Naan and garlic – sounds yummy. You can never go wrong with this divine pairing. Just toss some chopped garlic in your dough. The tandoored wheat bread is exquisitely flavoured and delicious. Serve it with green chutney or veg/non-veg curry for a wholesome meal.

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Garlic bread is the new sensation for the bakers and foodies as well. Garlic is pasted as a layer on the dough which is then slid into the microwave.

The overwhelming flavour that garlic brings to the bread is impossible to ignore. Try it in your home; you will love it.

Garlicky meethi dhokla is an innovative twist to Gujarati dhokla. This is a faster alternative to the traditional recipe.

The no-fussy dish takes just 15 minutes to cook. The innovative twist brought by garlic is pretty tempting. Serve it with pudina and coconut chutney.

Garlic rasam, fondly called as poondu rasam in South India, is dense with flavours and nutrients. Garlic cloves are simmered in tamarind water, finally tempered by red chillies and mustard seeds.

This popular South Indian delicacy goes strong with medu vada.


Garlic is used to prepare comforting soups, especially in summer. Garlic lentil and tomato soup is one such summer delight. Garlic is used to perk up the flavour and nutritional profile.

Garlicky lentil dip is another delicacy for the soup lovers. Tender red lentils soak in the flavour of garlic, with subtle aromatic infusion brought by cumin, chilli powder and lemon juice. Relish pungency of garlicky lentil dip with break sticks for some snappy fun.

Garlic vegetable soup is a tempting recipe. An assortment of fibre-rich vegetables makes it a flavourful fare of nutrients.


Dry garlic chutney or sukha lahsun ki chutney is a popular condiment in Maharashtra where it is famously known as lasun khobra chutney.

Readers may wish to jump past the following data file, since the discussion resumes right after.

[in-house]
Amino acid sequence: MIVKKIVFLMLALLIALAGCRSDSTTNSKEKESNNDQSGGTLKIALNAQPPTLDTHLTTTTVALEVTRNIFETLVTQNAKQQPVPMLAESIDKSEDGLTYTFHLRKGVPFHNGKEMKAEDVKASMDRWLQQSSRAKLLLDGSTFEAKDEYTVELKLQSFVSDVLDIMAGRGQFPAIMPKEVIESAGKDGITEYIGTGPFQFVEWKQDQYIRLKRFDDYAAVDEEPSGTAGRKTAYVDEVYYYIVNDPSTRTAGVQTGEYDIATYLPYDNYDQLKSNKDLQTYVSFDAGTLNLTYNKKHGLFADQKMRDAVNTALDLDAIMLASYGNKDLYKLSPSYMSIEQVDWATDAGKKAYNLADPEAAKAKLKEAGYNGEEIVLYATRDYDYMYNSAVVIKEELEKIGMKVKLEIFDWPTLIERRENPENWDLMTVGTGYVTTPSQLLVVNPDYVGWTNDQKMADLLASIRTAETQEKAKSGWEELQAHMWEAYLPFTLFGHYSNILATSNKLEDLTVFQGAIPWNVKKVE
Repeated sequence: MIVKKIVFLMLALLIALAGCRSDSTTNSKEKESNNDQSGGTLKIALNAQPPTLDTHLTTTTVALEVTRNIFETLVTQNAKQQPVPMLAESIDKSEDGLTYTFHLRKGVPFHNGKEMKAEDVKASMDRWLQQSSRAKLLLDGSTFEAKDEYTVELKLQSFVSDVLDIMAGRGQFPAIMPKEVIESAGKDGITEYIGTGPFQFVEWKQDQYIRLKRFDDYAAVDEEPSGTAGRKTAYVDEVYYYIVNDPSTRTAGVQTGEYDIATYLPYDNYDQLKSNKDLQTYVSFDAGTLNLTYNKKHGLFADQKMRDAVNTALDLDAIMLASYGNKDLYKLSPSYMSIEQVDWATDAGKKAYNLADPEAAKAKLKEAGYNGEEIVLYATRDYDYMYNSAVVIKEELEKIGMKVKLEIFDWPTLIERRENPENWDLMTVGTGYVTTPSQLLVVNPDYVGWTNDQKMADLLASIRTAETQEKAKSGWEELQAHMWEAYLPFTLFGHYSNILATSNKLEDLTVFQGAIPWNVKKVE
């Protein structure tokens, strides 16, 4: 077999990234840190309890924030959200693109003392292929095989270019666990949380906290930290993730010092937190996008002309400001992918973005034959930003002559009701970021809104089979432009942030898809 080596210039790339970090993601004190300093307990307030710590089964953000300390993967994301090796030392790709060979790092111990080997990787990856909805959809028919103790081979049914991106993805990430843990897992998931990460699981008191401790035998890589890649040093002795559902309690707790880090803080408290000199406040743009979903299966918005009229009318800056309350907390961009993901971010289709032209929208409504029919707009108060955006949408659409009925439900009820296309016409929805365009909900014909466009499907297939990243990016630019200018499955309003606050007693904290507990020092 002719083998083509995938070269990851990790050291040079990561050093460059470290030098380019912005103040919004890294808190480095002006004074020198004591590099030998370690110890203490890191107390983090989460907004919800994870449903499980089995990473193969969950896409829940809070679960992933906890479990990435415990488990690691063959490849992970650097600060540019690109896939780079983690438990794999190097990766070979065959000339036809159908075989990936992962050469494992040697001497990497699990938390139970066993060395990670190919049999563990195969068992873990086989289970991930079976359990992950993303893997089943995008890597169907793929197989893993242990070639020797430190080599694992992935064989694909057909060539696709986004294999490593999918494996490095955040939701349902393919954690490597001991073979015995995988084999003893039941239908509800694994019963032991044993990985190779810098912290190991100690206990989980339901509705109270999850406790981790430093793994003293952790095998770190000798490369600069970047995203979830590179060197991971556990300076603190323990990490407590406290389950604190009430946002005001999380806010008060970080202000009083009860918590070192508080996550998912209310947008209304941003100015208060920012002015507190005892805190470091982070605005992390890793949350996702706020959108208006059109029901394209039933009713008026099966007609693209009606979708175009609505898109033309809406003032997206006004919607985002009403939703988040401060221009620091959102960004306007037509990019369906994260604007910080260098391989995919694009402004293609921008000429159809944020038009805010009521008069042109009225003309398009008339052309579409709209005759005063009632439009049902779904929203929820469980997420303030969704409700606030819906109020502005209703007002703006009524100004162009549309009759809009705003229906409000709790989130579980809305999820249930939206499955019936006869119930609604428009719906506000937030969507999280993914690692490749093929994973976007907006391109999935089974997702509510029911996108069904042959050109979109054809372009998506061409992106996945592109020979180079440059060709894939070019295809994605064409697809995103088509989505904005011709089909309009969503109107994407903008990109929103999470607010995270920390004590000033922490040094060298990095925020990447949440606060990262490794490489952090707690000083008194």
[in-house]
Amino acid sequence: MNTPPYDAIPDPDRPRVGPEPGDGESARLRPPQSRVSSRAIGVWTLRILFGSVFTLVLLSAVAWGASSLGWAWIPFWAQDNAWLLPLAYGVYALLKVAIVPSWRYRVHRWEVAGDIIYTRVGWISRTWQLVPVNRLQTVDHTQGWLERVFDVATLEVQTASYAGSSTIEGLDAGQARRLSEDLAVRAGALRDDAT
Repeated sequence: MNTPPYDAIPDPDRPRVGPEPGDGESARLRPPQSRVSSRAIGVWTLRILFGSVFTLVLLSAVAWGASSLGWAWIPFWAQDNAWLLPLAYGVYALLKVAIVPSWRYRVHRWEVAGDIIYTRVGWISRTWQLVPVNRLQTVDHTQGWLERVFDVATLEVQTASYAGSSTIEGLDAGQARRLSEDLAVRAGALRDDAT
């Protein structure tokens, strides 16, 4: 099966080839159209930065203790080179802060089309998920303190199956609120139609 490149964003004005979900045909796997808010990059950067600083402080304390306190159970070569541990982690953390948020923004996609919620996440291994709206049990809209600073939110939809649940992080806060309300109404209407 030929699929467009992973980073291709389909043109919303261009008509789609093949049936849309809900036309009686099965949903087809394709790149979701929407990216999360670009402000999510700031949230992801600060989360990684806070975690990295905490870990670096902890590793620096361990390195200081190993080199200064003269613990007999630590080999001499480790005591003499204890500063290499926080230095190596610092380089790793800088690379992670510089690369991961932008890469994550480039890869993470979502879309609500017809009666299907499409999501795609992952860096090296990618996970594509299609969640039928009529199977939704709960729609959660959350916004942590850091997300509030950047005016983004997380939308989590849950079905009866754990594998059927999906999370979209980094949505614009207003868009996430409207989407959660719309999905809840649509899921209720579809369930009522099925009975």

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This is a 4-ingredient wonder prepared with garlic, coconut, chilli powder and coconut oil. A no-fuss recipe that can be prepared in a jiffy!

Gujrati-style garlic chutney is a fiery teaser for your taste buds. It makes a perfect side dish with bhajjis, pakoras etc. Refrigerate it for a few hours before serving.

Hare lahsun ki chutney is a lip-smacking delicacy prepared with fresh green garlic, coriander leaves, chopped green chillies, chana dal and lemon juice. A smooth, silky blend is a teaser for eyes. It works great with muthia, dhokla and all types of Indian snacks.


Garlic and deserts? Have you gone mad? Well, it is a lesser known delicacy prepared with garlic.

Believe me, you won’t feel the flavour of garlic; instead a buttery smooth texture flavoured with cardamom powder and ghee and decorated with dry fruits will leave you awestruck with its aroma.

How Does Garlic Taste?

Raw garlic offers a pungent taste. When cooked, garlic emits a soft, sweet and buttery flavour.

What is Garlic Called in Different Languages?

Garlic is called rasun in Bengali and lahsun in Hindi.